The veteran Virginia Tech scientist says it is imperative that growers know which parts of their farm are most likely to have CBR problems. In areas of a field, or in whole fields with heavy CBR pressure, they will have to make some precise decisions as to what variety to plant, especially if they don’t use Vapam.

Because of its susceptibility to CBR, Champs is likely to lose popularity as growers try to offset the loss of Vapam, due to the tighter use regulations.  Champs, released in 2006 by Virginia Tech, has replaced NC-V11 as the top Virginia type peanut in the Virginia-Carolina belt.

Maria Bolota, Virginia Tech assistant professor and head of the Peanut Variety and Quality Evaluation (PVQE) Program at the Tidewater Agricultural Research and Extension Center in Suffolk, Va., says growers shouldn’t be so quick to abandon Champs.

With Vapam, Champs performed similar to Bailey and Suggs in her research plots. It’s unfortunate, she says, but without Vapam some growers will plant Bailey and Sugg instead of Champs. However, if they choose to adhere to the new regulations, Champs is still an excellent varietal choice, she adds.

Last year approximately 900 acres of Bailey seed were planted for grower use along with 500 acres of Sugg. How many seed was produced under extreme drought conditions in 2010 isn’t clear, but there will likely be a big demand for the new varieties and also likely supply will be short.

Bailey seed have been built up since the variety was released by the North Carolina State University breeding program in 2008. Seed supply should be good, but replacing Champs on all the acres affected by CBR and Vapam may be too much too quick.   

Sugg is the newest Virginia-type peanut selected as part of a program to develop cultivars with multiple disease resistance. It has an alternate branching pattern, intermediate runner growth habit, medium green foliage, and high contents of fancy pods.

In testing in North Carolina, it has averaged approximately 43 percent jumbo pods and 44 percent fancy pods, and extra large kernel content of approximately 48 percent.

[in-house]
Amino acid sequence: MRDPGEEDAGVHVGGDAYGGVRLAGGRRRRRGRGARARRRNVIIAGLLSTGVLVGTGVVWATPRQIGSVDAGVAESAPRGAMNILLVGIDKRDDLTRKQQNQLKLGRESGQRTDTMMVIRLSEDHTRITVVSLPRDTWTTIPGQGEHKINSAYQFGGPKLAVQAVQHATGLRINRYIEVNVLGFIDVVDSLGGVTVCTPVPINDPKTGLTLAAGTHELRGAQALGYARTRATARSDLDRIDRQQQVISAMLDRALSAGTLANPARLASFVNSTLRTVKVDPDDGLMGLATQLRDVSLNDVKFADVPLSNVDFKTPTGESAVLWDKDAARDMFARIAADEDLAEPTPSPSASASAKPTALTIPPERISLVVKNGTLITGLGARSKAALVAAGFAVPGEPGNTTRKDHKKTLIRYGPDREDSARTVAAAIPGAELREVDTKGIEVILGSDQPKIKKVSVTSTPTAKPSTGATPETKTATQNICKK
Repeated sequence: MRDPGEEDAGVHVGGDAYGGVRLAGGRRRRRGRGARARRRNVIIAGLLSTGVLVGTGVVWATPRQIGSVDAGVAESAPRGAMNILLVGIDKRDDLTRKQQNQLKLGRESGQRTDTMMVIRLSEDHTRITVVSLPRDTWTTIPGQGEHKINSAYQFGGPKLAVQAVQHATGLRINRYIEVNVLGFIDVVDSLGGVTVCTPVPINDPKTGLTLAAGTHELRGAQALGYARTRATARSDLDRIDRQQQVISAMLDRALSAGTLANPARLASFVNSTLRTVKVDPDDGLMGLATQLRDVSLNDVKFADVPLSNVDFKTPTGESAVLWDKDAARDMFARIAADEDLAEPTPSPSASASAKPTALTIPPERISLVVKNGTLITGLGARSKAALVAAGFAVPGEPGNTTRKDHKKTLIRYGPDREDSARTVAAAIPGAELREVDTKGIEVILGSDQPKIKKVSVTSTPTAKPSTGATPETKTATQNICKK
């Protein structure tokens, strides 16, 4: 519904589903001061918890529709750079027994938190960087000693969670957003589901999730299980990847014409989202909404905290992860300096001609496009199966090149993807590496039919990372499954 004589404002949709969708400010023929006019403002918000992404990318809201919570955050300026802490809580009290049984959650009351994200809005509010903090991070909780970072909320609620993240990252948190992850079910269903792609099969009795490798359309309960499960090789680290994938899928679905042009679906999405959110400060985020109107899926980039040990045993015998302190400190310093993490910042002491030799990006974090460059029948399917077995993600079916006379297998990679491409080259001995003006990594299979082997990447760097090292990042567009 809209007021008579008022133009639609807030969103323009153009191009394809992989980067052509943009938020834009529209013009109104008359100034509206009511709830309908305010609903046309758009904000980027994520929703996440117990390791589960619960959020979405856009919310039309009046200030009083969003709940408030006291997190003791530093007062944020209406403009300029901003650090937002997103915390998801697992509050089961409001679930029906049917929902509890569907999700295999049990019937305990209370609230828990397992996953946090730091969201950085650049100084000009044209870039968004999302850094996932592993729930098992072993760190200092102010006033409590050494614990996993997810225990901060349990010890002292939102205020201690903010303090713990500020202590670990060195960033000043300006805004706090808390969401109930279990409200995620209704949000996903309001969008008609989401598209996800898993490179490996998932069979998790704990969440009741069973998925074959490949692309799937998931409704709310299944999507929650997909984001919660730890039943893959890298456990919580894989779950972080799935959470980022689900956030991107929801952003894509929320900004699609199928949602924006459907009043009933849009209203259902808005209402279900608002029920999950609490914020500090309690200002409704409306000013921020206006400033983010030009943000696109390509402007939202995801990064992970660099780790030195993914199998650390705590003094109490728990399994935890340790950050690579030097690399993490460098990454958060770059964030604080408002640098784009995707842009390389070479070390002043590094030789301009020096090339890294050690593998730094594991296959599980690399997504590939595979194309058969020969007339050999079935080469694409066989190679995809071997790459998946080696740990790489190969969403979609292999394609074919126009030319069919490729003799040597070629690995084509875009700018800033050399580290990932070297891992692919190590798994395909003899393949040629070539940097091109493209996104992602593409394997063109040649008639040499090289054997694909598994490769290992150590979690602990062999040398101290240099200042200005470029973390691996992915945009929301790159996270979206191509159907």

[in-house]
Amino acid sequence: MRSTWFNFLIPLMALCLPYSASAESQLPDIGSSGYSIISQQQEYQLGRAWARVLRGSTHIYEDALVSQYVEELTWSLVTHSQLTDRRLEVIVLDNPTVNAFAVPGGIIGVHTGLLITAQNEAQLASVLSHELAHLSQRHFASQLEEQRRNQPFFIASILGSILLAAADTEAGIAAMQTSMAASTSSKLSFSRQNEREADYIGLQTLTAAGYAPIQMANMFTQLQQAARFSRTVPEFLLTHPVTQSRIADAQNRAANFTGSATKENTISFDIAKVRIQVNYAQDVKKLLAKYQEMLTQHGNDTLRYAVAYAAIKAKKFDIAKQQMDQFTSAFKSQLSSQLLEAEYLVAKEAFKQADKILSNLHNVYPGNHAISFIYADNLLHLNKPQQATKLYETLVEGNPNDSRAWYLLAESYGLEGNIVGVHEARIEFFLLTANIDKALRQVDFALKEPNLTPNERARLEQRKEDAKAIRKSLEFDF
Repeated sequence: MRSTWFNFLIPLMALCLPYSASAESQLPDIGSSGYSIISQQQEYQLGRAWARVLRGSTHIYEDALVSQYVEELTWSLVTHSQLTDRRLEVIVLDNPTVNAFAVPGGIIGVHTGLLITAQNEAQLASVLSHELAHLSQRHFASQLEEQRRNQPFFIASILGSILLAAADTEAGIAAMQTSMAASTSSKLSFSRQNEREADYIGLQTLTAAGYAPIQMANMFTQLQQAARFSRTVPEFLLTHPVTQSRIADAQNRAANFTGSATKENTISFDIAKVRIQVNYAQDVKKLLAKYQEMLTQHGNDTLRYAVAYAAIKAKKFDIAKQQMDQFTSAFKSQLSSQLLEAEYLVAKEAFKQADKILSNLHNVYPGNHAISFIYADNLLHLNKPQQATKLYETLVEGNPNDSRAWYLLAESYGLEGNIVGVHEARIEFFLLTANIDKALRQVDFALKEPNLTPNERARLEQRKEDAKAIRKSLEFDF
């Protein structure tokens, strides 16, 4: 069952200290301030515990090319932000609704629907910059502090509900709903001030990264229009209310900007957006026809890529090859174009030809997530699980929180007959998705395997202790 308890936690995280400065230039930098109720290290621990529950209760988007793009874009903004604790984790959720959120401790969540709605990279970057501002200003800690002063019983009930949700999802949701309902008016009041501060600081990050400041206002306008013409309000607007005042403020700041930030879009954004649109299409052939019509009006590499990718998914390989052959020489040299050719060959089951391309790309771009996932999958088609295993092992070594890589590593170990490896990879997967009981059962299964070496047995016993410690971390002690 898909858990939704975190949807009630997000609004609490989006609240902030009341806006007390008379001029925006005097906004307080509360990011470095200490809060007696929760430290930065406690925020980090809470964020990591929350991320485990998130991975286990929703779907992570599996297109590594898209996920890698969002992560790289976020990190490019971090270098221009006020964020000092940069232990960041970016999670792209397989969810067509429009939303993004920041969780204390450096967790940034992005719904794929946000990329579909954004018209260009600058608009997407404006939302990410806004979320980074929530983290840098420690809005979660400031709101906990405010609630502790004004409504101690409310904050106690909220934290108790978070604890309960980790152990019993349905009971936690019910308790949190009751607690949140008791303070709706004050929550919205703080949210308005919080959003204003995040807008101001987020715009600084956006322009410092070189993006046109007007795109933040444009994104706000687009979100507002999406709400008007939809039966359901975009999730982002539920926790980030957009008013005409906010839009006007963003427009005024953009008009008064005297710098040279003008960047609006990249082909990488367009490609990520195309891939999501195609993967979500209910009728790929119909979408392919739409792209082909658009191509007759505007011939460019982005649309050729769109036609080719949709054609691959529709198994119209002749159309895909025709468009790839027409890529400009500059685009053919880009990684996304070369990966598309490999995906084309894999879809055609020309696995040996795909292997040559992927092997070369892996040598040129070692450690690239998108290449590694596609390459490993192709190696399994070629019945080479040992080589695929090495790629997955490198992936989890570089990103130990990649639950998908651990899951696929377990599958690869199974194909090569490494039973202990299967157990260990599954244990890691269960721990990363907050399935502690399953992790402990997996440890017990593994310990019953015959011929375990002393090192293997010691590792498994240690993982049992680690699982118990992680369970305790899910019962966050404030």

Sugg is partially resistant to resistant to the four most common diseases in the Virginia-Carolina peanut production area: early leafspot, cylindrocladium black rot (CBR), sclerotinia blight (SB), and tomato spotted wilt virus (TSWV).

Sugg was released in 2009. Seed supply was limited in 2010 and will likely be similarly limited for the 2011 season.

Uncertainty over Temik availability for 2011 is another concern for Virginia peanut growers, Crumpler says. There are all kinds of rumors about distributors not being able to sell it because of legal issues. If Temik isn’t available, the Virginia grower says that’s one more strike against increasing peanut acreage.

The seed treatment business is brisk, as distributors scramble to find fungicide-treated seed. Getting CBR tolerant peanut seed and getting that variety coated with the desired fungicide is a bit like putting together a jigsaw puzzle with a couple of pieces missing. The missing pieces are mostly related to price.

The ripple affect of Vapam and Temik problems will likely be a return to longer rotations, and to rotations that include corn.

Crumpler says he will double his cotton acreage this year, increase his peanut acreage slightly and keep corn in his rotation. The loser in acreage in his case will be full-season soybeans. “I’ll keep my double-crop beans behind wheat, but low yield expectations for soybeans just don’t work out in my operation,” he says.

rroberson@farmpress.com